Crisis or Opportunity?
Edited by Peter Draper, Philip Alves and Razeen Sally
Chapter 4: New Zealand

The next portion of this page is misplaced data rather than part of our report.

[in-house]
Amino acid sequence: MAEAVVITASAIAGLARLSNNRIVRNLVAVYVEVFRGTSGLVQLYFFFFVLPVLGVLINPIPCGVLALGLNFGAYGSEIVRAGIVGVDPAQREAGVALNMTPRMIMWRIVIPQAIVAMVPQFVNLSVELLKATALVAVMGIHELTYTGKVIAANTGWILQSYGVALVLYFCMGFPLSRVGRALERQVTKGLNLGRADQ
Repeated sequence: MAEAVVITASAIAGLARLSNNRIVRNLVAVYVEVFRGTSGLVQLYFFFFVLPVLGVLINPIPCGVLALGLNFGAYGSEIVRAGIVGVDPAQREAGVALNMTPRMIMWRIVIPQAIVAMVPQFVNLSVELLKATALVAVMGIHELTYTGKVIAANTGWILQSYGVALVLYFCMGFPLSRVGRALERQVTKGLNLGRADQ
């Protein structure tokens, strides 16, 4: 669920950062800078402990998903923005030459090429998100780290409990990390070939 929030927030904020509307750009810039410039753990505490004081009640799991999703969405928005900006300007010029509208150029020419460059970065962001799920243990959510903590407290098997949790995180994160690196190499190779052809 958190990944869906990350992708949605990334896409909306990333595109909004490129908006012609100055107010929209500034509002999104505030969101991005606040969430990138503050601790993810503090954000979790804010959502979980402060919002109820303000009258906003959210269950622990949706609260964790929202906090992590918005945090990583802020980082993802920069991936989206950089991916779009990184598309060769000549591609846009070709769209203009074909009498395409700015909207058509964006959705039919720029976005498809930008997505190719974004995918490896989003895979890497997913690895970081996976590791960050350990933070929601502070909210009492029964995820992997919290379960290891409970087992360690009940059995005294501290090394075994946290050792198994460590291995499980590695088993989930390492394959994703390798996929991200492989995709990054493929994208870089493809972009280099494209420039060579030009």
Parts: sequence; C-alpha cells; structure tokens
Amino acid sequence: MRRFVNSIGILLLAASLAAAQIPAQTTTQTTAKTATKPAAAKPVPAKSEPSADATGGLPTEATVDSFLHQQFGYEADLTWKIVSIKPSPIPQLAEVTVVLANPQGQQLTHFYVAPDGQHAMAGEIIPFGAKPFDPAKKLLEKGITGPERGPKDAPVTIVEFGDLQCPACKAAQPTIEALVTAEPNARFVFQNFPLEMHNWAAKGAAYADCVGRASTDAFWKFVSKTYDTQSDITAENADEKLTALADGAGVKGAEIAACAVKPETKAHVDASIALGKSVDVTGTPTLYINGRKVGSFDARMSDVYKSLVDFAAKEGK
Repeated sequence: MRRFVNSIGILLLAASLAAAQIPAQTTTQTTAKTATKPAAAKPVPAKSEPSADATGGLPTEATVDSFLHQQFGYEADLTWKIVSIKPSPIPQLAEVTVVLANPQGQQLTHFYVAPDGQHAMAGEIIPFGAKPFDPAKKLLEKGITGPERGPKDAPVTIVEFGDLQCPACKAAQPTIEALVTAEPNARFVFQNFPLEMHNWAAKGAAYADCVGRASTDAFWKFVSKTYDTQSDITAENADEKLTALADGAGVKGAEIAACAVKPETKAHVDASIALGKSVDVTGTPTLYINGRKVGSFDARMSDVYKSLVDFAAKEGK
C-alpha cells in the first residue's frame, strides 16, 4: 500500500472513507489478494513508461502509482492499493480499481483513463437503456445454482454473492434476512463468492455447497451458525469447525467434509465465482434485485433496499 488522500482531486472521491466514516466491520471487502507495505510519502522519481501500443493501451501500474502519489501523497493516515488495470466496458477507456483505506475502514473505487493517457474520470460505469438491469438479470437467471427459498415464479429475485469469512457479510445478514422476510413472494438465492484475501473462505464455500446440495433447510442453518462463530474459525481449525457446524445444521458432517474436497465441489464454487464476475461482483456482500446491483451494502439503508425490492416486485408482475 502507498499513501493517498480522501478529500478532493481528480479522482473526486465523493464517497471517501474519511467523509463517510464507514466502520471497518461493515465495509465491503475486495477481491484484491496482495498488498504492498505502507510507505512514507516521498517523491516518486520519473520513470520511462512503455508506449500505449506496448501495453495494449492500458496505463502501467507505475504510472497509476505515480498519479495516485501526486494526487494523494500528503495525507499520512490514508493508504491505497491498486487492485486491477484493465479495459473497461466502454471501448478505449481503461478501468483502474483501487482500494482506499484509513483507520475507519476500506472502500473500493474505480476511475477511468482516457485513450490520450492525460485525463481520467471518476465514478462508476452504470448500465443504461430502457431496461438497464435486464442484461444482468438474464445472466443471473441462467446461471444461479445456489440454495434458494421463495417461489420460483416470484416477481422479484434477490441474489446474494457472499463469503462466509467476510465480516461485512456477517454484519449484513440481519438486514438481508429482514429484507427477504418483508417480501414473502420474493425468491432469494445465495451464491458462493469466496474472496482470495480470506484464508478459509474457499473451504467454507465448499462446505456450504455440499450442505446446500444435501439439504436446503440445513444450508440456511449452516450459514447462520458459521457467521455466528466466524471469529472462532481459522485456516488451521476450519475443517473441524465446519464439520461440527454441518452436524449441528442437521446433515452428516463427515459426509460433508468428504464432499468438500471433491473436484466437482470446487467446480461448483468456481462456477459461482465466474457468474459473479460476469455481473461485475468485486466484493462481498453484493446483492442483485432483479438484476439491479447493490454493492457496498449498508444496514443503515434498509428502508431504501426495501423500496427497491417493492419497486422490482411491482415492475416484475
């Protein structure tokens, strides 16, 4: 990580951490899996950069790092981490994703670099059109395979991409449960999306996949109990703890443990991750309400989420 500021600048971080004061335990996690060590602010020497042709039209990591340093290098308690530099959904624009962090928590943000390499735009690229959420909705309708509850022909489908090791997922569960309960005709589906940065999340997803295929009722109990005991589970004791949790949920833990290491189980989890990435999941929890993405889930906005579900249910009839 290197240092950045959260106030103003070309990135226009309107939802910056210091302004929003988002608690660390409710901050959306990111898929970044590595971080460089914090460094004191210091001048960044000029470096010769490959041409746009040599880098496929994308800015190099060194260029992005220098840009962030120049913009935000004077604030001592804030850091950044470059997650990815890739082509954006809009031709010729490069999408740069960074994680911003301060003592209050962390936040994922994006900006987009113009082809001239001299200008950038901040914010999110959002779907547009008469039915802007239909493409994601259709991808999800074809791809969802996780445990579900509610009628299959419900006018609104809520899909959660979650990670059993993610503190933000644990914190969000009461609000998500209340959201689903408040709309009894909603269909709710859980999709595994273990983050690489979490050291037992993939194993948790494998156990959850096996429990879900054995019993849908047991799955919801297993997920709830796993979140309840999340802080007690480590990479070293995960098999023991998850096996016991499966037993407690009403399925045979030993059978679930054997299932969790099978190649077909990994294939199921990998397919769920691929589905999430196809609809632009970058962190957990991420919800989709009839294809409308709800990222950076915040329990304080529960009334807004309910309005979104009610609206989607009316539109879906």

4. New Zealand Ron Sandrey INTRODUCTION The economic reforms in New Zealand from 1984 onwards rapidly became a benchmark for similar reforms in other countries to be judged against. However, coming from a small and somewhat isolated part of the world one must place these in perspective and recognize that many other countries, such as those of the former Soviet Union and China at one extreme, and economies such as those in this book, have also undergone reforms. However, what sets the New Zealand reforms apart from others was the comprehensive nature and speed of the reforms. While this chapter examines the trade policy reforms, these cannot be viewed in isolation from the overall package, a package that covered the full stabilization and liberalization spectrum of reforms in: ● ● ● ● ● ● ● ● ● ● ● financial markets trade policy agricultural and industry support research and development the labour market taxation and taxation policies monetary policies fiscal policies the welfare state itself corporatization and eventually privatization government departments Many of these policies are inexorably linked (you cannot have a trade policy without an agricultural policy, for example), and even after a period of nearly a quarter of a century it is hard to clinically assess the overall effects of the package, let alone the effects of an individual component of the package. Arguments continue over the sequencing versus comprehensiveness of the reforms and their associated human cost, but the New Zealand of today is a much different place from that of the early 1980s. 93 94 The comprehensive...
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